During the summer, the next-door Scoop area is a performing arts space that sometimes hold free outdoor stage productions or live performances, surrounded by pop-up bars and food trucks.
17. White Cube Gallery
One of London’s foremost art museums, the White Cube has a smaller outpost on Bermondsey Street with free admission and a rotation of temporary installations and exhibitions.
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18. Southwark Cathedral
Dating back to the early 12th century (1106) but largely rebuilt and reconstructed over the last several centuries, Southwark Cathedral is a beautiful place of worship with incredible stained glass windows. Iit is free admission but donations are appreciated and there is a £2 fee if you wish to take photos inside. Breadahead run a cute little coffee-shop inside Southwark Cathedral too.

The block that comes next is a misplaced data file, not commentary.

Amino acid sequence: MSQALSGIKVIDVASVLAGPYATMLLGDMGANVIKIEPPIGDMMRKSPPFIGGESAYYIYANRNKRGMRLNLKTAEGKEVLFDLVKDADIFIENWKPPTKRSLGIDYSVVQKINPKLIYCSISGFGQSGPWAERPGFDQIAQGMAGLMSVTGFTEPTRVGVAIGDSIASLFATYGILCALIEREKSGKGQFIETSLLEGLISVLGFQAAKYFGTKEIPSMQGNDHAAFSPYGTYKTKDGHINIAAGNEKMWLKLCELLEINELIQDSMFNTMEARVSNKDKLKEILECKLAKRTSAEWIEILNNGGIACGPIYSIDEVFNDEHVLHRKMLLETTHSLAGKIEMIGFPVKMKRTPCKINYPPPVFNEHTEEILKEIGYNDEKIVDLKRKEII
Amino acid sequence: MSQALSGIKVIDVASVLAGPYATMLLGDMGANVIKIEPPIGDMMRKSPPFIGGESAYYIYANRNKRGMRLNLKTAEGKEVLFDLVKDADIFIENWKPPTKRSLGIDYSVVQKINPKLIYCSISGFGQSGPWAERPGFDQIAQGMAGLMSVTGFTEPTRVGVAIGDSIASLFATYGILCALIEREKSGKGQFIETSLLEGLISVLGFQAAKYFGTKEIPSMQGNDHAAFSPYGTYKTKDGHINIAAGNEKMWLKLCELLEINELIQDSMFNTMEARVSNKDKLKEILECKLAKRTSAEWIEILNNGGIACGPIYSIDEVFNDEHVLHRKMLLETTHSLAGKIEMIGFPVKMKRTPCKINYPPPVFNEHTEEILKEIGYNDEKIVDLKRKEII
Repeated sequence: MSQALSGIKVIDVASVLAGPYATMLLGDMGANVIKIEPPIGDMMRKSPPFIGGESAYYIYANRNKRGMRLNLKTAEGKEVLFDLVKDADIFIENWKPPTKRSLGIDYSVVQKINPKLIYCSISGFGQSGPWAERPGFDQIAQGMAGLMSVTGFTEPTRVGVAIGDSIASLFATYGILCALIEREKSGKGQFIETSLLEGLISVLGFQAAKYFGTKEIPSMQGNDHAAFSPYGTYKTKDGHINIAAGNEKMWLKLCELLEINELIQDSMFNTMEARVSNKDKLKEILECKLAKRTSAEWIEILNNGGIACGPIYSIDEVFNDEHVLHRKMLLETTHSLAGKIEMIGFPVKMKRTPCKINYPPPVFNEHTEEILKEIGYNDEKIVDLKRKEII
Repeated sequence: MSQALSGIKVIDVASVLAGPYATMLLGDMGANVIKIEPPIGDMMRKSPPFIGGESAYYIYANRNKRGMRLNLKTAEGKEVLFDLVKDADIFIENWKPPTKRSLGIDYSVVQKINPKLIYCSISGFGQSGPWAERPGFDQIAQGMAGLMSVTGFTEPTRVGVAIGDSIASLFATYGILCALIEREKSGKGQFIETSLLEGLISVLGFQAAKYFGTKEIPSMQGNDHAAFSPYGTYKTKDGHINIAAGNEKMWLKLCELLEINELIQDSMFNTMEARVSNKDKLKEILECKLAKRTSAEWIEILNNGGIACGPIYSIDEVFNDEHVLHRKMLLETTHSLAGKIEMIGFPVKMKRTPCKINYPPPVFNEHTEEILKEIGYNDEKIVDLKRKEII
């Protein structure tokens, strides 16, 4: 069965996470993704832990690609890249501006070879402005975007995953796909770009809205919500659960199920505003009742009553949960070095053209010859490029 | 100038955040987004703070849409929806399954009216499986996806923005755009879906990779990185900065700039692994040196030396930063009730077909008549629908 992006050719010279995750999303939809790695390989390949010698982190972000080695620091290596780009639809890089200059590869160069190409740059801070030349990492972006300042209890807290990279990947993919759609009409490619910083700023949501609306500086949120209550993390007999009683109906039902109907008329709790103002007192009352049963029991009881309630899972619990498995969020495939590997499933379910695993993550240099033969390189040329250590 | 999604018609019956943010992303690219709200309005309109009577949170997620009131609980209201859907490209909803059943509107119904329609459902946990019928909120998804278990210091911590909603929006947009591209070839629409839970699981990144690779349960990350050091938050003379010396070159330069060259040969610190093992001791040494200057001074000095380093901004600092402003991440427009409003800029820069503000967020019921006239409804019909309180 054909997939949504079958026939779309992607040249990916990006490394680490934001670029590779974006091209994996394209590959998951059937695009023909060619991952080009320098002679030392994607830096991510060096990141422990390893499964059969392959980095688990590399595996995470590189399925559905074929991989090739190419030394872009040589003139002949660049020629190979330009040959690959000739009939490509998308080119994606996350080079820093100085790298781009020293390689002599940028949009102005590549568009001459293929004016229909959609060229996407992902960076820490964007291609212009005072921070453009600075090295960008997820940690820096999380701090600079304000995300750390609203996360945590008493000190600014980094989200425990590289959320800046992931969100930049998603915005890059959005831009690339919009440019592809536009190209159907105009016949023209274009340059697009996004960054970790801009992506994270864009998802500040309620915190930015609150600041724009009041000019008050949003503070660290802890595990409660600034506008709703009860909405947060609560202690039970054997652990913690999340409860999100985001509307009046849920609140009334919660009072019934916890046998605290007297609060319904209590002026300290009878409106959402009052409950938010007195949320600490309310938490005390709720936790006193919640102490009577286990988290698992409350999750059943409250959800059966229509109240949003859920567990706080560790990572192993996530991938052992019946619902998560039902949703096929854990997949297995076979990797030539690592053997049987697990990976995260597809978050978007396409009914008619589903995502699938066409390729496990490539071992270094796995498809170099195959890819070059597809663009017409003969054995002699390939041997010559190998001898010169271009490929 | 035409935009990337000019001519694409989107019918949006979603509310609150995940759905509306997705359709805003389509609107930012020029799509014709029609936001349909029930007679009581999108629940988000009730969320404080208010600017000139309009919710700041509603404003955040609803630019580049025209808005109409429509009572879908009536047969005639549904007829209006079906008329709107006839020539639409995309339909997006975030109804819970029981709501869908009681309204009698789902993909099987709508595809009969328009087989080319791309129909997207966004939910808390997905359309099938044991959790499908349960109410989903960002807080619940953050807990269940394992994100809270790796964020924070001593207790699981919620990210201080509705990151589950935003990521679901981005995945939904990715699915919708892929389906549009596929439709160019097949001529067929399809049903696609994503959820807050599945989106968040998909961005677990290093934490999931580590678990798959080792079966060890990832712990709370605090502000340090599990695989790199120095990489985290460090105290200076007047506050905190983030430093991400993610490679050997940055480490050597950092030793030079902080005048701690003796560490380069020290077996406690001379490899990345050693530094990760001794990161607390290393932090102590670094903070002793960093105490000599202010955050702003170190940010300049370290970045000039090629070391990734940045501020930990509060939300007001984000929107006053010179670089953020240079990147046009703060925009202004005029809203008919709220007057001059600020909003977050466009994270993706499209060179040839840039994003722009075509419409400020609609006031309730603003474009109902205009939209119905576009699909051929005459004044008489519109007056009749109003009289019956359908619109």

19. Shakespeare’s Globe
Will Shakespeare once said that ‘All the world’s a stage’ and none more so than at the Globe on the River Thames, a short walk from London Bridge Station.
Shakespeare’s Globe is actually an accurate remodelling of the original 16th century Globe Theatre (alas destroyed) which (re)opened at the current site in 1997.
Staged in the round, most plays here are Shakespearian (naturally) and you can often get £5 standing seats if you book in advance. If you don’t have a ticket, you are still allowed to visit the gift shop and info centre for free, as well as use the public toilets, or book onto a guided tour.
20. Millennium Bridge
Although the grand opening in 2000 was a ‘shaky’ start (literally -they closed it soon after to make repairs) the ‘wobbly bridge’ has become one of London’s most famous, free attractions; it even has a starring role in films like Harry Potter and Guardians of the Galaxy.
If you so desire, do a detour across and visit St Paul’s Cathedral. Whilst walking along the bridge, check out the tiny illustrations by Ben Wikson scattered along the metal walkway; he uses people’s discarded chewing gum as his canvas and repurposes it into street art. Smart!
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- Maltby Street Market in London